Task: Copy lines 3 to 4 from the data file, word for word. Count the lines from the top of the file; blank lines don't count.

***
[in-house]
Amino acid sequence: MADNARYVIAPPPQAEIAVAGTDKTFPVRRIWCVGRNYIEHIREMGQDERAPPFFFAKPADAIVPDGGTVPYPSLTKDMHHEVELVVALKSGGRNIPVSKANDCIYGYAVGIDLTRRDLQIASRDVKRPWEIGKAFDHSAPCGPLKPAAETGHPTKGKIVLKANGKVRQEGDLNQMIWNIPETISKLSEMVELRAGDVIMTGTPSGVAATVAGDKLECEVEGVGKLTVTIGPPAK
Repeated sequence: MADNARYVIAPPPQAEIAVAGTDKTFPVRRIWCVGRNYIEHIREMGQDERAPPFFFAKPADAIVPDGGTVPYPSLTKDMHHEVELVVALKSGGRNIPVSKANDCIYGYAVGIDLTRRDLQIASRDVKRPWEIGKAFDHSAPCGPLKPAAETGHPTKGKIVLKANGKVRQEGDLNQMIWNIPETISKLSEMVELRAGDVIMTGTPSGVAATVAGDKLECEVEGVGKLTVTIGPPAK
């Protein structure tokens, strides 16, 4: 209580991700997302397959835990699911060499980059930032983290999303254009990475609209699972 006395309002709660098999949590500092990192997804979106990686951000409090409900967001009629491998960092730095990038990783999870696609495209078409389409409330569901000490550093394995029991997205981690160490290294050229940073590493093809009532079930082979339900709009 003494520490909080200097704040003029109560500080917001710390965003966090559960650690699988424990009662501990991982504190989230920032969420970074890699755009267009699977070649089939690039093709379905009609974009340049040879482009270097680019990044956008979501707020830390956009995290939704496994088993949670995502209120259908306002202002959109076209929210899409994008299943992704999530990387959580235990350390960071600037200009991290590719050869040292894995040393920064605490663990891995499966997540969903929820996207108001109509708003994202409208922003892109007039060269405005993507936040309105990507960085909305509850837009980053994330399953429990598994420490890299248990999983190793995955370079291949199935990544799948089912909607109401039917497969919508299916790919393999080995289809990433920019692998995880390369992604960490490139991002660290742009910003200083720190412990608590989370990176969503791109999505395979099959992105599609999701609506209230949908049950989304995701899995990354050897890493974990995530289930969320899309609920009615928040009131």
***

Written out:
Repeated sequence: MADNARYVIAPPPQAEIAVAGTDKTFPVRRIWCVGRNYIEHIREMGQDERAPPFFFAKPADAIVPDGGTVPYPSLTKDMHHEVELVVALKSGGRNIPVSKANDCIYGYAVGIDLTRRDLQIASRDVKRPWEIGKAFDHSAPCGPLKPAAETGHPTKGKIVLKANGKVRQEGDLNQMIWNIPETISKLSEMVELRAGDVIMTGTPSGVAATVAGDKLECEVEGVGKLTVTIGPPAK
């Protein structure tokens, strides 16, 4: 209580991700997302397959835990699911060499980059930032983290999303254009990475609209699972 006395309002709660098999949590500092990192997804979106990686951000409090409900967001009629491998960092730095990038990783999870696609495209078409389409409330569901000490550093394995029991997205981690160490290294050229940073590493093809009532079930082979339900709009 003494520490909080200097704040003029109560500080917001710390965003966090559960650690699988424990009662501990991982504190989230920032969420970074890699755009267009699977070649089939690039093709379905009609974009340049040879482009270097680019990044956008979501707020830390956009995290939704496994088993949670995502209120259908306002202002959109076209929210899409994008299943992704999530990387959580235990350390960071600037200009991290590719050869040292894995040393920064605490663990891995499966997540969903929820996207108001109509708003994202409208922003892109007039060269405005993507936040309105990507960085909305509850837009980053994330399953429990598994420490890299248990999983190793995955370079291949199935990544799948089912909607109401039917497969919508299916790919393999080995289809990433920019692998995880390369992604960490490139991002660290742009910003200083720190412990608590989370990176969503791109999505395979099959992105599609999701609506209230949908049950989304995701899995990354050897890493974990995530289930969320899309609920009615928040009131």